Is there a best practice for security purposes requiring masking of both User ID and Password for online banking? Is there any rationale for or against masking both?
Best practice says that a username should be something that can be considered public information and thus doesn't need to be protected. The fact that they find the username needs to be protected either means that a) they are doing something counter to best practices that makes it need to be kept secure or b) they are engaging in some security theater to make people feel more secure about their account and possibly make shoulder surfing minimally more difficult.
I can't see how it would give any real benefit as the password is already masked and thus, unless the keys are being logged or the keystrokes recorded. If they are able to get the fully masked password, then they will also be able to get the fully masked username.
One measurable gain I suppose I could see would be if they cache the username. This would mean that if you are accessing your bank account in a public place, the username could be displayed, already entered and masked, such that a shoulder surfer would only be able to get the password and not the username.
The only issue I could think of is someone could bruteforce using the ID he shoulder-surfed. However, your system should implement methods to slow-down these kind of attacks. Therefore, masking only the password should be enough, I'd say it would annoy the user more than anything.
Citi recently added the 'feature' where, after you type in your username and change focus to the next field, it masks the username you entered with * except the first and last two characters. Go ahead and try it, kids, you can view the effect without clicking the 'Sign On' button.
The only rationale I can think of would be to make it harder for someone shoulder-surfing to gather the username (maybe we shouldn't call the masking 'asterisks' but rather 'starbucks'!) It's a very thin increment of security, and I don't feel much more secure for it, but for all I know someone sat and crunched their fraud reports and determined it would have measurable benefit.
I wouldn't say it's best practice; it's either new or obscure, best practices are usually neither. Come ask again in a year and we'll see how it spreads :)
You're essentially looking at the difference between identity and authentication. Your User ID represents your identity, and your password represents your authentication.
The simple truth is that either your authentication mechanism is robust and trustworthy all by itself, or it's not. Keeping the identity secret as a defense against User ID / Password guessing in a feeble attempt to shore up a poor authentication scheme puts an extra burden on your users. If I use my email address as my User ID, are you saying I have to keep my email address a secret? It will likely only confuse your users, who are already feeling that they're in an out-of-control situation with computer security. Instead, follow the Principle of Least Surprise.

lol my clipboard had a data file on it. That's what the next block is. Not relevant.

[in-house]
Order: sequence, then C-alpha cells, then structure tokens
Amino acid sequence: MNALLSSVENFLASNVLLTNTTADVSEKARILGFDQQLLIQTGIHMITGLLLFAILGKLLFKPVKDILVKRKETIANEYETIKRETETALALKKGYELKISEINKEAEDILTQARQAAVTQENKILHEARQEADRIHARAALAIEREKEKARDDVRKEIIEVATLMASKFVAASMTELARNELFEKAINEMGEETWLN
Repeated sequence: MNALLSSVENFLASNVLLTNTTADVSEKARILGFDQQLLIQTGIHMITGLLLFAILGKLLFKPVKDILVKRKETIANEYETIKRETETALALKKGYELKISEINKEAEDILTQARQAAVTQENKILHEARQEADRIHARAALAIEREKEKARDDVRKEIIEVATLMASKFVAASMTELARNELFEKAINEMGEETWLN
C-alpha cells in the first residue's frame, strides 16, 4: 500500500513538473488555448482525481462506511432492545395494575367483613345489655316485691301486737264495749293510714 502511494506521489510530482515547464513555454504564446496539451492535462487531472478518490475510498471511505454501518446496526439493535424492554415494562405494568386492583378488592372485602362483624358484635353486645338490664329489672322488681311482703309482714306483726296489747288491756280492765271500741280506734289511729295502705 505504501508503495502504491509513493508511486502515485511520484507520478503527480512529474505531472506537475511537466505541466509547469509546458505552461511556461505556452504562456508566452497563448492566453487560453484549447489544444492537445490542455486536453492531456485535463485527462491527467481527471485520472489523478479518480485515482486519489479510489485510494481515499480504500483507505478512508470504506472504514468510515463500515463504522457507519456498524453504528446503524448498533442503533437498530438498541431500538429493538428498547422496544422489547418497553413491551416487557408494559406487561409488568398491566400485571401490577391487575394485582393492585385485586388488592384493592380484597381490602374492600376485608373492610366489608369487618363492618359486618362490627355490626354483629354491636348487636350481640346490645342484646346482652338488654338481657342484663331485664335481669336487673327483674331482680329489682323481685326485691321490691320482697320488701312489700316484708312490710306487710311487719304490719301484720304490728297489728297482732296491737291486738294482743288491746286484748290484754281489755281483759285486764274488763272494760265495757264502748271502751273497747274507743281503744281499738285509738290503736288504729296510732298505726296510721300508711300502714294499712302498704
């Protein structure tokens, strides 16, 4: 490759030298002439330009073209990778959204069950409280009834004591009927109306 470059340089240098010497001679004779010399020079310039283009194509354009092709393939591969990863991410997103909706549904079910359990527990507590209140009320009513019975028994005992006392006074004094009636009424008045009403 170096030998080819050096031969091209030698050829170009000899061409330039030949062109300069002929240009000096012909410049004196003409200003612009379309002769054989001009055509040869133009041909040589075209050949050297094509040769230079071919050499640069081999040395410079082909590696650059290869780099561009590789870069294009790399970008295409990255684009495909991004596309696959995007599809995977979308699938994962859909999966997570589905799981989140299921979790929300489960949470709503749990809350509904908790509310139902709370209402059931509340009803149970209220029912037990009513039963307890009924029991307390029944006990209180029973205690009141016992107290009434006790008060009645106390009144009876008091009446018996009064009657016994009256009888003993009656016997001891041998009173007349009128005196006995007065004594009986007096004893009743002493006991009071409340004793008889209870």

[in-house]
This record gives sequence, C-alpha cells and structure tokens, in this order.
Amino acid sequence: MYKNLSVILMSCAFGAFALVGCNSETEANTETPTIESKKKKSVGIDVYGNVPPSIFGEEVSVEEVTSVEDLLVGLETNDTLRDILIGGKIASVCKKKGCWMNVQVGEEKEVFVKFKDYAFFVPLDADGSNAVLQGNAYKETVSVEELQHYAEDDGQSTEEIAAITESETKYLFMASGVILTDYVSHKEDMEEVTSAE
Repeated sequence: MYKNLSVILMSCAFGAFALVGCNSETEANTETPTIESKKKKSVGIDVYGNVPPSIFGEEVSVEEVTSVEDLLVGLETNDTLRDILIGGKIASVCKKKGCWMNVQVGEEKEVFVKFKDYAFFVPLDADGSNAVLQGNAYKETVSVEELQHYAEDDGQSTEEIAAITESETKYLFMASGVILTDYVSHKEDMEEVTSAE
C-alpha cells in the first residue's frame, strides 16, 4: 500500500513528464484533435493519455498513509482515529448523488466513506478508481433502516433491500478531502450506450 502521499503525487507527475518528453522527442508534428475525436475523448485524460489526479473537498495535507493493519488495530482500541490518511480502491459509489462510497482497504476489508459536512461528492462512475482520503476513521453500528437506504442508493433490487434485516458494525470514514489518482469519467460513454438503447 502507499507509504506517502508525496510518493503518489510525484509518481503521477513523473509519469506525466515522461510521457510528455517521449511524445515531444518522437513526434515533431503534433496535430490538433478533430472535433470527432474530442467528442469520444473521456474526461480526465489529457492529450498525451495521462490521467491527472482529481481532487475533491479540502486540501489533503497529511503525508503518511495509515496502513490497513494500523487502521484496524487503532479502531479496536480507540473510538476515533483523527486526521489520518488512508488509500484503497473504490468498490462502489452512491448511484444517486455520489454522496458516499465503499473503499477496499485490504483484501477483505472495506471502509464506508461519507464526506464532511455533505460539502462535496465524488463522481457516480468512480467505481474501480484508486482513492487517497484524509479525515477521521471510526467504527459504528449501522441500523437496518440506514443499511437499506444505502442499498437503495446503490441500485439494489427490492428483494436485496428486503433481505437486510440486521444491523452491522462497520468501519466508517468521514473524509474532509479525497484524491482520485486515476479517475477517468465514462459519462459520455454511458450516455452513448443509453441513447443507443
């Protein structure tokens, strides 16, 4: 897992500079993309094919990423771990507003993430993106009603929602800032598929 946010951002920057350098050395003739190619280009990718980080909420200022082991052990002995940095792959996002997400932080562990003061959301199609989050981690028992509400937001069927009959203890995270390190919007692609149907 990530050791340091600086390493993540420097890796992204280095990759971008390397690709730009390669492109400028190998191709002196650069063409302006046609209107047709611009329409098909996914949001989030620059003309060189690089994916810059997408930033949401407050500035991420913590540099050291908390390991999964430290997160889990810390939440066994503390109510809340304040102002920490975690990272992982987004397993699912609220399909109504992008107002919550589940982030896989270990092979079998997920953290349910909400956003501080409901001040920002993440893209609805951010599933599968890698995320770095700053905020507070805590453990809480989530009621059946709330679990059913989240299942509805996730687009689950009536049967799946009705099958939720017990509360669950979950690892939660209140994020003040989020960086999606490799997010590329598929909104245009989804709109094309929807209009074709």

If your identity needs to be kept secret for security reasons, there is a failing in the design of your security.
There are valid cases where user identity must be kept secret, and that is for privacy. For example, the HIPAA Title II (Privacy) Act stipulates that your medical information must be kept private. That means that if you buy drugs at the pharmacy, you must prove your identity to the pharmacist, but the pharmacy may not publicly associate your purchase of the drugs with your identity. Your receipt isn't permitted to say "SR HILL" and "ANTIDEPRESSANTS-90 DAYS $150.00". The pharmacy is responsible for securing your sales records (that requires pharmacy security, a different thing.)
But you said "banking", and that's an area where User ID secrecy has often been confused by people as a business requirement. For example, in a bank's account books, your identity is your account number, and since banking has historically done a horrible job of information security, they often don't have a separate authentication step. That means if I know your account number, I can forge it onto a blank check and spend your money. Or if I know your credit card number, I can type it into a web site and spend your money. The entire PCI Data Security industry is built upon these mistakes. But those are the fault of the original insecure design that never segregated identity from authentication. The ID shouldn't need to be secured, but in this case it does.
Improved security practices have fixed most of these kinds of problems. For example, you no longer use the account number as the User ID, and knowing only a User ID doesn't enable me to spend that user's money. In this case there is no need to keep the User ID secret.
Another odd situation is if your User ID represents any other attributes that your clients might wish to keep private. Assume that your schemes are not secret, because they usually aren't. If you prefix your million-dollar client User IDs with "000-" to indicate them to your tellers for red-carpet treatment, as a millionaire client I don't want everyone who sees my ID to know I'm rich. Again, that's a case where the secrecy would be used to cover up an insecure design. Such information should never be revealed until the client is authenticated.